Pammy Hutton asks if professional training should be akin to a degree
What does it really take to become the next Charlotte Dujardin or Carl Hester? Dreams are certainly not enough; one cannot just pitch up at a yard and miracles happen. It takes blood, sweat, tears – and a lot of luck – to get there. Weight must be watched; days off don’t exist. Ask any Olympian.
I’m not sure how many riders have that “something” to get there. Although maybe, in some cases, the perception of what’s required misses the mark.
In Germany, one is encouraged to train for three years for a professional role in horse sport. Whereas in Britain, a three-month, fee-paying course is often considered sufficient.
Should training for a professional job with horses be on a par with achieving a university degree – including the investment of three fee-paying years?
I asked a Tokyo prospect what their life would be like without that Olympic goal. How single-minded do you have to be? Can you maintain relationships? Have children? Is a medal the only thing that matters? You can guess most of the answers…
Having made it to an Olympic Games as a trainer and missed out as a reserve rider only when my horse pulled a suspensory ligament three days before leaving, I still maintain that the best things in my life are my family and my work. But as someone who lives with competitive urges every single day, I know how tricky it is to keep life’s balances.
Reaching the top in anything means being focused, tough and talented, while also keeping the money coming in. But it’s only by nurturing precious connections with partner, family, staff, friends and of course one’s horse that the best support network is achieved. And that takes kindness.
Do new rules lack common sense?
DO we need all these new rules? For starters, adults are not allowed to ride-in ponies at the Great Yorkshire Show. Of course, ponies shouldn’t be worked in by riders who are too large. But some need a small adult’s guidance for safety’s sake in a busy atmosphere.
Equally, my fiery mare has been known to run backwards, showing off her athleticism. Yet under FEI rules adopted by British Dressage, grooms can only walk a horse on a loose rein while mounted. So, if there’s a car park or similar to be negotiated, I have to hope the ambulance is on standby.
These rules are made with the best of intentions.
But whatever happened to common sense and good horsemanship?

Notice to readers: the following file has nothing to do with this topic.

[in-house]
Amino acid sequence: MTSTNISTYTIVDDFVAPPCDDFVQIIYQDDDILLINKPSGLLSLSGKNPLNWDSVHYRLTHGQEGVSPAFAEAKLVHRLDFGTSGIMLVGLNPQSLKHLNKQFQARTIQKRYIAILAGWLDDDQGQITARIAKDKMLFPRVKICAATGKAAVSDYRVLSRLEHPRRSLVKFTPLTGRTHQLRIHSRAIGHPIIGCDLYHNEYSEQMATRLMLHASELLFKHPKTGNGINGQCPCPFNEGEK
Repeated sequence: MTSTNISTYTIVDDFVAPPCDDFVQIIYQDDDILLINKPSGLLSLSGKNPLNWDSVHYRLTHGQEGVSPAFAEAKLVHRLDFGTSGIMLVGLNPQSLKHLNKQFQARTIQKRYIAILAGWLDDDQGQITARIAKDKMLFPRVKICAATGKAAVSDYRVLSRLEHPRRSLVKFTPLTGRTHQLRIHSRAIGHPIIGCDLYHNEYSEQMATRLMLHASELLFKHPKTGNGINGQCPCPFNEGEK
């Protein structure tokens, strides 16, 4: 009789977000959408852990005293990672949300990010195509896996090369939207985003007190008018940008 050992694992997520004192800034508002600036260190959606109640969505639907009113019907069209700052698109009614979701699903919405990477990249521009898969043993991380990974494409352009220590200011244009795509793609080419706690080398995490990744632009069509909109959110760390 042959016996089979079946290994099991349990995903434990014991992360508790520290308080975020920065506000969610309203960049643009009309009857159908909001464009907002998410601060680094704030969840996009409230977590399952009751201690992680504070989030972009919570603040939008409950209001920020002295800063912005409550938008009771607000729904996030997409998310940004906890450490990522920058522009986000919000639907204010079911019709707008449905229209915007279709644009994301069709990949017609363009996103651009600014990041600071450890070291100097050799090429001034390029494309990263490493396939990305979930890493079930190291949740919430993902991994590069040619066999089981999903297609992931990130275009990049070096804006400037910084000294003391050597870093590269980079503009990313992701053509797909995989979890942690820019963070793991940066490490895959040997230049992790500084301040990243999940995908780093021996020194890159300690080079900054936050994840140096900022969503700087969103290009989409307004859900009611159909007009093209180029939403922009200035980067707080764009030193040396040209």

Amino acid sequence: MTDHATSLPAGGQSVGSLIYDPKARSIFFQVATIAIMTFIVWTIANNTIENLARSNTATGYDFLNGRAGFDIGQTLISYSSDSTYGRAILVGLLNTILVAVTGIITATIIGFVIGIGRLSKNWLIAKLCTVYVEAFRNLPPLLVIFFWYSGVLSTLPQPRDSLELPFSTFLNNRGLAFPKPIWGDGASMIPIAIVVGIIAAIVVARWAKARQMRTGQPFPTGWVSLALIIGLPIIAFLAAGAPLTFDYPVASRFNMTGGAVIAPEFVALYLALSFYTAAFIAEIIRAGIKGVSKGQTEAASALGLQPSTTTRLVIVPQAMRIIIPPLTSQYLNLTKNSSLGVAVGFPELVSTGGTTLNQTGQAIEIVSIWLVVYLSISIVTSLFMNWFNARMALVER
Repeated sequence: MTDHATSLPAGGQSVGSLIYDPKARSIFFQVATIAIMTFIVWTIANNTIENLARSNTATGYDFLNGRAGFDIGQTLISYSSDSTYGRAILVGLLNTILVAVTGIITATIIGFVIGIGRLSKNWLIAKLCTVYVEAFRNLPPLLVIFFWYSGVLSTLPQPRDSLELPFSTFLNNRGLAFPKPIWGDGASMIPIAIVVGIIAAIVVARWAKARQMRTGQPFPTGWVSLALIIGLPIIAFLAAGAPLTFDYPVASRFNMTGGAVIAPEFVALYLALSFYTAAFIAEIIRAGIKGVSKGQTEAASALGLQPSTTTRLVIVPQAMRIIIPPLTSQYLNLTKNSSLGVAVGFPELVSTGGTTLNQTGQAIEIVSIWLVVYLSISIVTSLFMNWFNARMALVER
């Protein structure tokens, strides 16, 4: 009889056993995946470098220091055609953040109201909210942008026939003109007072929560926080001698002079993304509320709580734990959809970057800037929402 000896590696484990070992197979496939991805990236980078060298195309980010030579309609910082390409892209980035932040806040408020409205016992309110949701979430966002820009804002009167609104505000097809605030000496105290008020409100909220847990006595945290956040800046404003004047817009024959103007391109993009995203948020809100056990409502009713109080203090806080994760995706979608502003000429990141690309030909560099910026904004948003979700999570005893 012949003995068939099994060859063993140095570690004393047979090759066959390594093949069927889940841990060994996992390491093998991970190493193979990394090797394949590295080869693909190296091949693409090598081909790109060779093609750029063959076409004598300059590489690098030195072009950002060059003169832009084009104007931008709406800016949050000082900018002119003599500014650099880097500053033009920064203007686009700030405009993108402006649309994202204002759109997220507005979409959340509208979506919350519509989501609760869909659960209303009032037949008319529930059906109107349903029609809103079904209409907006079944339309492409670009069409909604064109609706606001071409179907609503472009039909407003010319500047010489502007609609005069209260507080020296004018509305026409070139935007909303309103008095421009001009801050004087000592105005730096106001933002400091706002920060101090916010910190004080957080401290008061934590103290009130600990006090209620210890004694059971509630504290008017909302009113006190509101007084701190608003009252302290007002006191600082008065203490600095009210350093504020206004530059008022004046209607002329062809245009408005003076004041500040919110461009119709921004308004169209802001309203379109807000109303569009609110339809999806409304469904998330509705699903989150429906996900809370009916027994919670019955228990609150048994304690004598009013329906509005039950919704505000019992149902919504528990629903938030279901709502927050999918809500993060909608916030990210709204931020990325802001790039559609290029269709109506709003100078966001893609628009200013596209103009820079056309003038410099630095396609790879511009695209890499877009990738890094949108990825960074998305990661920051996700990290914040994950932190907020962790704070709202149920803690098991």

Spoilt for sport
ONE benefit of the pandemic has been the improvement in online viewing of competitions. One weekend recently saw me getting into a spin, with sport in Kentucky, Hagen, Tryon, Opglabbeek and Keysoe all available to watch. It’s a great way to compare scores and form across the world.
Live-streaming also allowed us to enjoy Hagen’s grand prix special to music. I was spellbound. Even when the volume is limited and the music is not marked, it made for a fabulous new idea.
Meanwhile, watching the live-stream from Wellington CDI3* on my computer, with my phone simultaneously on another site tracking the scores from each judge for every movement, highlighted some diverse marking.
My takeaway is that if Britain’s top horses and riders all stay fit and sound ahead of the Olympics, skilled selection will be needed to decide who is to join Carl and the two Charlottes (Dujardin and Fry) – my prediction for the team of three – as the alternate combination to travel to Tokyo.
Ticket to train
AS trainers, we’re like trains. People get on and get off, and sometimes catch different trains for a while. However, in the close-knit horseworld, it pays to take care of your trains – because you never know when you might need them again.
The first part of this thought process comes from my great friend Ian Woodhead; the second is mine. As an “older” trainer, a pupil’s 20-year gap between coming to me is my record. How chuffed I was to see them book a ticket again.
This exclusive column is also available to read in Horse & Hound magazine, on sale Thursday 10 June 2021
You may also be interested in…
“Everyone stops and stares at him at shows because he’s so big. I don’t think people quite expect what happens
Alice Oppenheimer on breeding dressage horses and why it's so special to produce and train home-breds up to grand prix
Withdrawals, retirements and disrupted competition schedules have led to a late shake-up of nations and squads ahead of the Olympic